3 Pieces of Advice for Starting with Salesforce
By: Sara Brophy, Customer Success Manager, Salesforce.org
If I had a penny (or cent) for the number of times I’ve been asked for best practices when starting with Salesforce or the Nonprofit Success Pack (NPSP), I could probably retire today. Over the past 10 years (for me) at Salesforce.org, it’s been the one question that remains constant – and for good reason. Starting a CRM or platform journey requires an investment – in either time, money, or manpower – usually all three. Because of this, understandably, you want to start that journey with your best foot forward – particularly if you’re at a smaller charity or nonprofit.
Revisiting this question, I decided to ask a number of organisations in our online community, the Power of Us Hub, what advice they would give – after all, they’re the ones that have been through it.
I can summarise those responses into three main points – Partnerships, Scope, and Communications.
Partnerships that allow you to flourish
Deciding whether or not to get the help of a Salesforce implementation partner is an important decision and deserves careful thought. I don’t need to tell you, there is a price tag regardless of whether you use a partner or not. If you task an employee with managing your implementation, they will need to take the time to fully understand the requirements, data architecture, and also what’s possible with Salesforce in order to do a good job. And at the same time, they are taking time away from their normal duties.
Let’s say you do decide to get a partner. How do you know which one to choose? Well, it’s a simple answer – you research.
I asked Siebe de Boer from International Justice Mission the Netherlands ( IJMTN) for the “key piece of advice” he wished he knew at the start of her Salesforce journey. He replied, “do the implementation with an implementation partner that you fully understand”.
Siebe is right, and I would add – make sure they fully understand you too. Also, ensure they ask you the right questions. Speak with organisations similar to you, and ask which partner they used. Ask the community in the Power of Us HUB, or join your local User Group and look for feedback.
You may end up in Alan Wilson’s enviable position of being able to say “because we had the advantage of our partner’s experience, we haven’t really had to learn anything or had the need to extend our requirements beyond the basic.” Alan is the CEO at Develop Your Child CIC and this positive comment towards their partner is a testament to their experience.
Start small, gain confidence, and grow
Over and over again I hear this simple message: Start small. Siebe from IJMTN adds: “There is always room to extend the use of the Salesforce platform.”
Many organisations start with something relatively small such as an isolated project – a transition from Excel sheets, a shift from an Access database, capturing donor information, a need for a booking system beyond paper and pen etc. And this is OK – this is exactly the advantage of using a platform like Salesforce; you can build on it as and when your organisation is ready.
Sherry Bevan from National Childbirth Trust UK, an organisation relatively new to using Salesforce, says of their journey: “the more we explore Salesforce, the more we can see new opportunities to streamline and automate our processes in the future”.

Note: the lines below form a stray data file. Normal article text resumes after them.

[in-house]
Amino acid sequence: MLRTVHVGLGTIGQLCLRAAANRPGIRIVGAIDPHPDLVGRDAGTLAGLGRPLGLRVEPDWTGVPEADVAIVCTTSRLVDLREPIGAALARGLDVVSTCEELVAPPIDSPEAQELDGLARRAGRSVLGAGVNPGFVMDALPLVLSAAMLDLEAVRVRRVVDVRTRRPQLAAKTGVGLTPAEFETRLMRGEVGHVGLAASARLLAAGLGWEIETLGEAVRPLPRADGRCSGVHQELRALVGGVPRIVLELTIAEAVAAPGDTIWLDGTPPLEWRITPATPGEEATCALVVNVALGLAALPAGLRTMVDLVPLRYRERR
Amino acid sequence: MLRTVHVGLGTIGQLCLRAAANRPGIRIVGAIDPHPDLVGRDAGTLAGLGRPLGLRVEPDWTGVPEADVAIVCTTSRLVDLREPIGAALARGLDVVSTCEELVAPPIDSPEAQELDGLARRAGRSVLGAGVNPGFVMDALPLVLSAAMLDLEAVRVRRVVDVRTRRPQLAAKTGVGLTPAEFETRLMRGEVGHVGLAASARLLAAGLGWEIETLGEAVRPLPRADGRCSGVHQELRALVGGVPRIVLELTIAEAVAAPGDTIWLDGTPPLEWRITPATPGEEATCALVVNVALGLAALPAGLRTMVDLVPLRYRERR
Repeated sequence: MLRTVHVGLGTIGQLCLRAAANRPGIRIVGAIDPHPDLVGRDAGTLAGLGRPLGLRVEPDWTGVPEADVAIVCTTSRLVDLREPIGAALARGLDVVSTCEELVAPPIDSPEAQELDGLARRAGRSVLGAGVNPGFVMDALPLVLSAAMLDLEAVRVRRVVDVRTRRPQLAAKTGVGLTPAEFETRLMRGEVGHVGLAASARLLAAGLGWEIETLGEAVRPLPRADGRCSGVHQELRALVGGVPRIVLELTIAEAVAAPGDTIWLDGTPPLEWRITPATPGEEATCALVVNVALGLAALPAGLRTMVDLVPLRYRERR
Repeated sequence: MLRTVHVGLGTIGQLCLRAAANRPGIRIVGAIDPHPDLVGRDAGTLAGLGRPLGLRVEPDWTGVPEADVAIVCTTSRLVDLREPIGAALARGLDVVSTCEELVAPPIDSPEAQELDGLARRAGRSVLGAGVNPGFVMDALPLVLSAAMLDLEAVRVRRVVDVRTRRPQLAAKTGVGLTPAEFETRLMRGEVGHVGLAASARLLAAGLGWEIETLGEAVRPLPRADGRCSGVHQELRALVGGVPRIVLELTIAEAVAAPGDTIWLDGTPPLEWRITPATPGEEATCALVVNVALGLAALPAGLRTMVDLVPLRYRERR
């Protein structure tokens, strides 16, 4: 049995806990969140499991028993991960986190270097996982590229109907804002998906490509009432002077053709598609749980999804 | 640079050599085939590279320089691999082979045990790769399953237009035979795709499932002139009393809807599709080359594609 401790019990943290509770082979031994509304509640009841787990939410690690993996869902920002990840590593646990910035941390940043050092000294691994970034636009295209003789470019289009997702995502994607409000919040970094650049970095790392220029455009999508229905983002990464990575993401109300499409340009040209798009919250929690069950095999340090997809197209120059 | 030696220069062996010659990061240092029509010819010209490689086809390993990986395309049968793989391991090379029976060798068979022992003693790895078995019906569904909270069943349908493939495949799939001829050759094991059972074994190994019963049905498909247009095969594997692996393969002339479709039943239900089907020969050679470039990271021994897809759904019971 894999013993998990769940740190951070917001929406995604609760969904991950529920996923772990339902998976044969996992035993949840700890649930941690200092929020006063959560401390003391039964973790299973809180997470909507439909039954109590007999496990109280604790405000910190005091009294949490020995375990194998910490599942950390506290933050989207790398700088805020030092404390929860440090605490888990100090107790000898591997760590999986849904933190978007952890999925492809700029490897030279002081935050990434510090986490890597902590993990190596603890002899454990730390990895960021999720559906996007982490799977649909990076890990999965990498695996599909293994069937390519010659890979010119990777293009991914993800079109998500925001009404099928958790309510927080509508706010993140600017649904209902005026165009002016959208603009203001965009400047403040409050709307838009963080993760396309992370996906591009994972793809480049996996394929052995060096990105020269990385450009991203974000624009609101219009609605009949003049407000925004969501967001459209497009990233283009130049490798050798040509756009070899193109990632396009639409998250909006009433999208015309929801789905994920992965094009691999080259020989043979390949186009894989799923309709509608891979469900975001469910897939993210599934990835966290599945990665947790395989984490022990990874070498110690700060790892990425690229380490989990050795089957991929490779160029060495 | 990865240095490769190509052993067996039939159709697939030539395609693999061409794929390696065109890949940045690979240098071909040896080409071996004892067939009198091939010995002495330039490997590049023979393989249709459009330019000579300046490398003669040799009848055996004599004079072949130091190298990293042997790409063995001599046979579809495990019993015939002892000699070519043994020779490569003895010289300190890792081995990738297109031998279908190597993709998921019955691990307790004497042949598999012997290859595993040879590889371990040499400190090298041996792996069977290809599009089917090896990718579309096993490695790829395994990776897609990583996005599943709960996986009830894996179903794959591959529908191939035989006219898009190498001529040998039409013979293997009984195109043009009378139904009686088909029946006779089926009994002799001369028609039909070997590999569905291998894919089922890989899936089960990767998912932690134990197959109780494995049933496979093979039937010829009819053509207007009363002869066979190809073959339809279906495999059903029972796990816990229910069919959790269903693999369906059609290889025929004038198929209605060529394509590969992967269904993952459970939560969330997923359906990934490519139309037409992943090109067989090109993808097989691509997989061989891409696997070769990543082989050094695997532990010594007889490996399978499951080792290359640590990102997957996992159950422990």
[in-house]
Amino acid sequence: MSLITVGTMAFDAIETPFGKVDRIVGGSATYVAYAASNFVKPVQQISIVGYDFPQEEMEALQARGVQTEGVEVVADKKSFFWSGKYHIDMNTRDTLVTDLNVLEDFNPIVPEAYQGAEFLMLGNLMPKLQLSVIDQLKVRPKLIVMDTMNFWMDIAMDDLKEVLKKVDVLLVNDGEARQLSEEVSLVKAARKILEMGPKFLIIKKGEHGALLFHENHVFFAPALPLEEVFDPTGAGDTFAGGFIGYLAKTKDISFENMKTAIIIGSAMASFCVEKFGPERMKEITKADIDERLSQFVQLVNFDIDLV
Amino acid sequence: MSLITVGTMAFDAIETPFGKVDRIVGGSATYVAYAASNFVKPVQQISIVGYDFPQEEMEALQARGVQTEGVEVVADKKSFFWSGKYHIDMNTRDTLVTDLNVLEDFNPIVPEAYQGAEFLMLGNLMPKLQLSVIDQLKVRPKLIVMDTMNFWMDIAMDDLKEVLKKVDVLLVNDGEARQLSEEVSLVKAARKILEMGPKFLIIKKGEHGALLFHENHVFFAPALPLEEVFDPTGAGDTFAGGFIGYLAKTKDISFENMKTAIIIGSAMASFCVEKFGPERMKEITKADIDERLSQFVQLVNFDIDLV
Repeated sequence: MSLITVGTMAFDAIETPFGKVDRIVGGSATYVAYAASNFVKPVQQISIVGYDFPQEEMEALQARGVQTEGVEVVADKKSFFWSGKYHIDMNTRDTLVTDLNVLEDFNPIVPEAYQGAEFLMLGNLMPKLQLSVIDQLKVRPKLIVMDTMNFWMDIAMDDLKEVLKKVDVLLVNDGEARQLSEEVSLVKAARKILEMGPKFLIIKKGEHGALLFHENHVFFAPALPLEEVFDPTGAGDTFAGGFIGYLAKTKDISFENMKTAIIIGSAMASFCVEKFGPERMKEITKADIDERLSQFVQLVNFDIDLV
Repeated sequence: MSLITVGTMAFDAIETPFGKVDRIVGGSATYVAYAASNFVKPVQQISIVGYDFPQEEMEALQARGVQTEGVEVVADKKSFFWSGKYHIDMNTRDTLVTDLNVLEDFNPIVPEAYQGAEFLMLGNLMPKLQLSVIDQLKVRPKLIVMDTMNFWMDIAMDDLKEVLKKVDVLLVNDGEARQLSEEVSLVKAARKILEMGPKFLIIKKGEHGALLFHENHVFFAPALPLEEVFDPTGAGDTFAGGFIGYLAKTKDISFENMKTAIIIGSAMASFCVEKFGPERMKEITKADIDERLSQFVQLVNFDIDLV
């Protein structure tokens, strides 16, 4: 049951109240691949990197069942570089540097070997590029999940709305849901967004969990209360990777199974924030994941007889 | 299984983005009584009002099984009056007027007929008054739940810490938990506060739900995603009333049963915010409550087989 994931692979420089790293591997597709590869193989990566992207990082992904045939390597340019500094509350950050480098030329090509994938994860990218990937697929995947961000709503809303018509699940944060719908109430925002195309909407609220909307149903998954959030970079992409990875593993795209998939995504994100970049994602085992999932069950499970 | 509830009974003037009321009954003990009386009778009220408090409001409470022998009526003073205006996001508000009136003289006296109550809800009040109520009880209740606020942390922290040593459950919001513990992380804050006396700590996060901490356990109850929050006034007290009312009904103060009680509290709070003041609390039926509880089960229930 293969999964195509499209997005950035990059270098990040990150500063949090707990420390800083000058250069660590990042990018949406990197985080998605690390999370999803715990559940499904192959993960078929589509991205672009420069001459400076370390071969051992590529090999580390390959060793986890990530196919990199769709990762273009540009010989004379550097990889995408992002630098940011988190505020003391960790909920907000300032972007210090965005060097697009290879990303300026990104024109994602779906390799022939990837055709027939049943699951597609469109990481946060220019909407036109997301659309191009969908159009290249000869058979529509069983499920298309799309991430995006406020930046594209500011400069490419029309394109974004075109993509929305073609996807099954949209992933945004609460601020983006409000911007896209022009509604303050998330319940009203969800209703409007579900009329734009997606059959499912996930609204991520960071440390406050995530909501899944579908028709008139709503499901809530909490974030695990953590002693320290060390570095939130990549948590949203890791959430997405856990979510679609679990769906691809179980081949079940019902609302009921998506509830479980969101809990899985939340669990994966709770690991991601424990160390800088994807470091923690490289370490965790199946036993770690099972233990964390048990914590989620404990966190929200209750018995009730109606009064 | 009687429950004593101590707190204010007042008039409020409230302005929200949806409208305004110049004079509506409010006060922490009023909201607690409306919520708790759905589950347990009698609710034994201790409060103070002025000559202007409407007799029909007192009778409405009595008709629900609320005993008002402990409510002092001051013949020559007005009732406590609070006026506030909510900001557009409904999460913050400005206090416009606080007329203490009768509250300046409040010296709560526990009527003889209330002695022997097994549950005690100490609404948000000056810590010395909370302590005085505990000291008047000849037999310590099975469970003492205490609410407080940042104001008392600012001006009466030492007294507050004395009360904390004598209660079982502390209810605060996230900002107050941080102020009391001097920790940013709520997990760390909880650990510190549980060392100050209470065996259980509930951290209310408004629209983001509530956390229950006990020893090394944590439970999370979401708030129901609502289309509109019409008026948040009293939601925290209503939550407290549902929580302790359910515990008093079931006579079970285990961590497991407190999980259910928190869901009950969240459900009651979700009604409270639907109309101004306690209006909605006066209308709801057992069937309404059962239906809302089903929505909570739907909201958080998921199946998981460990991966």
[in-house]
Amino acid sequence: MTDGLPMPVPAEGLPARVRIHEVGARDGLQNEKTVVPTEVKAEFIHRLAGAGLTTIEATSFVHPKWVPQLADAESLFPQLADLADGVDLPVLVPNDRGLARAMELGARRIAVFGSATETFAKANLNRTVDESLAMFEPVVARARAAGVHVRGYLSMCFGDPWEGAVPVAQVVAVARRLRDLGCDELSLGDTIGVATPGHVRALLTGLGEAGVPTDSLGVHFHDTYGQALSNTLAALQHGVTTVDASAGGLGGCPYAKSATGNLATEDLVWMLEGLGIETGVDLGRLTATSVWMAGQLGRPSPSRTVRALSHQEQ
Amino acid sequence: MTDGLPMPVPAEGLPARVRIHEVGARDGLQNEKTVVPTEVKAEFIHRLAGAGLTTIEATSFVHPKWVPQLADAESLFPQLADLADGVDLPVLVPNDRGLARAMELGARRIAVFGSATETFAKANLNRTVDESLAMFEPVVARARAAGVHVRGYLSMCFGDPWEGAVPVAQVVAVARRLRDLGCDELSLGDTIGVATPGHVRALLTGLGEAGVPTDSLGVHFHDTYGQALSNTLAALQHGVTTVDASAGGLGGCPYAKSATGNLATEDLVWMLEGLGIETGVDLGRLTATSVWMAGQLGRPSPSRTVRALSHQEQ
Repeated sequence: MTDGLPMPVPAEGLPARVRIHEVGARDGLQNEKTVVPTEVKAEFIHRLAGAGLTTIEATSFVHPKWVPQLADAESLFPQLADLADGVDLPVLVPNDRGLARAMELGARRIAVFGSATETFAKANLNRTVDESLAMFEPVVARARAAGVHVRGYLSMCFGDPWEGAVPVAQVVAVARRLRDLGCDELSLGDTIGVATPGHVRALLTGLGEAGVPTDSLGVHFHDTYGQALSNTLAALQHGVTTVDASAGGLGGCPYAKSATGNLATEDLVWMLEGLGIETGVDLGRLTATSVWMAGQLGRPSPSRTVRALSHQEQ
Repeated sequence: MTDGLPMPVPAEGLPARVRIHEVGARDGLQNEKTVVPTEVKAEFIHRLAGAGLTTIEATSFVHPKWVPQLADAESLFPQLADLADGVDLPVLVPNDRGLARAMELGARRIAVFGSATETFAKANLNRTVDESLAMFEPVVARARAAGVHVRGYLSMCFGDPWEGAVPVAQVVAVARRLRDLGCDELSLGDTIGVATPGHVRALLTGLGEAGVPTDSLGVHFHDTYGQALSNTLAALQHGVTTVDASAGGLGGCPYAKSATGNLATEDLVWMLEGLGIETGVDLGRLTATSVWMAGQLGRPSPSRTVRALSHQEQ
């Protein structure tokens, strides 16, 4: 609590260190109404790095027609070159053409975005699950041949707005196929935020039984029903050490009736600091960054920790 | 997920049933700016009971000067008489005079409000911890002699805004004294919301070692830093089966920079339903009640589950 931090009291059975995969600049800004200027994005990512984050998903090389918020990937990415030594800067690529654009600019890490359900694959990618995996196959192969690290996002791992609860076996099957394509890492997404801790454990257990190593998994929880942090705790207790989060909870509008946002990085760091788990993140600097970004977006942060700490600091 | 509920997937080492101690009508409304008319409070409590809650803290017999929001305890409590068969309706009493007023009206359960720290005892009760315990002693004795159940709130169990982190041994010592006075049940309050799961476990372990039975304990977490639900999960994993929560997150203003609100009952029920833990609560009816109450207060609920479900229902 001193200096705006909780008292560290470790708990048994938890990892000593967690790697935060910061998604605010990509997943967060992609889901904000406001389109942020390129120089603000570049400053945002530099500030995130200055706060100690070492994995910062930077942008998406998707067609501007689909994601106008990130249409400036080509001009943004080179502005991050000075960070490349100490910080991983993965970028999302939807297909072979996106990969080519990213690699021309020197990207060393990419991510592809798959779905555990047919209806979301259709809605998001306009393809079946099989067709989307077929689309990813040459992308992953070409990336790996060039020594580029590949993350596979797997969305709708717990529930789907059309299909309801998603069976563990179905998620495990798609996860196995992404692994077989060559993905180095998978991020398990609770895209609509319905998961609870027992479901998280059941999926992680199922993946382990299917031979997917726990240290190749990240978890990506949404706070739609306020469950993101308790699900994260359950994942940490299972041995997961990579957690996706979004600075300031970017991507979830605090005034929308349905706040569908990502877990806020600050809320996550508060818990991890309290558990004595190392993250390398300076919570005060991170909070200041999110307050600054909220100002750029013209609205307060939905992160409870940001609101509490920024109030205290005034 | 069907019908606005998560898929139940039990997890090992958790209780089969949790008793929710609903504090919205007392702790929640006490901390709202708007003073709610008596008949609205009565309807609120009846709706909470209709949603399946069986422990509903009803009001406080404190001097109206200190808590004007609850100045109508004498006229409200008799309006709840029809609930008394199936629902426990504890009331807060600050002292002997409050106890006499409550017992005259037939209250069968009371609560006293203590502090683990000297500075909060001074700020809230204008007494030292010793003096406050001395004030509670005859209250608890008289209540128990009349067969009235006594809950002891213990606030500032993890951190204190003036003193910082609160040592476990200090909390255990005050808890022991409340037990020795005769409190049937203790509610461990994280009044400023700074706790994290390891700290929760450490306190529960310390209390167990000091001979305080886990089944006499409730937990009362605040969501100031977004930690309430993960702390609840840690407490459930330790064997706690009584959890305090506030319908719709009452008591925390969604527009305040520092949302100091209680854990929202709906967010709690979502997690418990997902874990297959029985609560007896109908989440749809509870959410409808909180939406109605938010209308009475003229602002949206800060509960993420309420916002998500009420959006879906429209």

Communicate your way to success
Another key to success in getting started with Salesforce is communication. A CRM rollout in any organisation can create unease. Existing systems, even with their flaws and limitations – are familiar, and not all employees or teams, will embrace change easily.
Sherry from NCT UK shares: “Get teams talking. Get them talking together in the same room about the processes. Get started early with the communication and engagement. You can’t please all the people all of the time and very few people read every single update so it’s almost impossible to over-communicate”.
She also added: “If there’s no news, people might assume that means nothing is happening so it’s important to keep communicating even when you’re busy beavering away in the background.”
Sherry is absolutely correct – this is classic change management. It’s relevant to every organisation because – even in small organisations, the same principle applies. It’s also both relevant if you are doing your implementation in-house, or if you are using a partner. And it’s important if you are defining training requirements too – communication is always essential.
If you are interested, check out this Trailhead on change management here.
Finally, there is a catalogue of resources to help you prepare for your Salesforce journey, and see you through to the point where you’re scaling your Salesforce roll-out. Regardless of your choice around outsourcing to a partner – as a developer, an admin, an end-user – everyone can gain value from these.
Success resources are available for everyone in the form of local meet-ups, virtual webinars, large events, virtual Office Hours, the Power of Us HUB to name a few. To keep on top of what is happening and avoid information overload, I recommend keeping the Power of Us HUB front and centre as your source of truth; everything that is happening will be mentioned and listed there.
So finally, if you would like to continue the conversation with myself, Alan, Siebe or Sherry (and the rest of our community!) you can connect with us in the Power of Us HUB, below:
Sara Brophy, Alan Wilson, Siebe de Boer, Sherry Bevan
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